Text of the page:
Unemployment is bad enough in Orange County, but it could be worse.
Consider how the county stacks up to other urban areas in joblessness.
The federal Bureau of Labor Statistics, which tracks that sort of thing, says Orange County ranked 158th in February among the 272 urban areas the feds compare each month. (February is the latest month available.)
The county's unemployment rate then was 6.5%. That was up from 5.5% a year earlier but still a lot better than much of the rest of California.
In fact, according to the bureau, five of the six worst unemployment rates were to be found in California: in Modesto, Salinas, Fresno, Stockton and Bakersfield, all in the 17% to 19% range. The other city in the top six was McAllen, Tex., in third place.
Los Angeles ranked 20th at 11.2%.
California, economists say, is taking longer to recover from the recession than much of the rest of the country because the state depends so heavily on home building, which is in a temporary trough, and the defense industry, which is shrinking.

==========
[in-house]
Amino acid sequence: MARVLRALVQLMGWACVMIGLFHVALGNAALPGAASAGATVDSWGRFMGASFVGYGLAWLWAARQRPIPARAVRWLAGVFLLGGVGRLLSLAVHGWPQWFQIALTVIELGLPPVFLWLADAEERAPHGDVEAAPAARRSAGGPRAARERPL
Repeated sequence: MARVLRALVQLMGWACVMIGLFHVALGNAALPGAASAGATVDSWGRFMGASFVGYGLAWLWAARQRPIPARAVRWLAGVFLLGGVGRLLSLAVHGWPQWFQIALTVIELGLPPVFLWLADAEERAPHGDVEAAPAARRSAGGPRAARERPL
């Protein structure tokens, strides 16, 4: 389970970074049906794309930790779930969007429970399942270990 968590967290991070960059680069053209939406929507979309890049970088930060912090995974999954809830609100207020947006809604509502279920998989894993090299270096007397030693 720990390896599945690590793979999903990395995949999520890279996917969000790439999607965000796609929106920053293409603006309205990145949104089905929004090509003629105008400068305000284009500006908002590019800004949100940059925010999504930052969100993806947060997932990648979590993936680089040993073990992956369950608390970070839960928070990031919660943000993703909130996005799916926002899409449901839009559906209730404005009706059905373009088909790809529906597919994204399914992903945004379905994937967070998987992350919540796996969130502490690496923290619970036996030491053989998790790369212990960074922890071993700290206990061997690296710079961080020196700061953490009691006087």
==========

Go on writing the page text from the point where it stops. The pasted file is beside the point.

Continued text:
And while we're comparing California to the rest of the nation, what does it cost you to live here if you do have a job? The bureau, it turns out, has statistics for that too.
It cost the average household $36,000 a year to live in the Los Angeles-Orange county area, and that was two years ago. (The survey covers 1990 and 1991, the latest figures available.) The $36,000 goes for, among other things, food, 15%; housing, 36%; clothing, 7%; insurance and pensions, 8.5%; health care, 4%; and last but not least, entertainment, 5%.
Not surprisingly, it cost more to live here than in the rest of the nation, where a household spent $29,000 a year; and the rest of the West, where the total was $33,000.
The government figures are used to calculate part of the Consumer Price Index, the federal government's measure of inflation.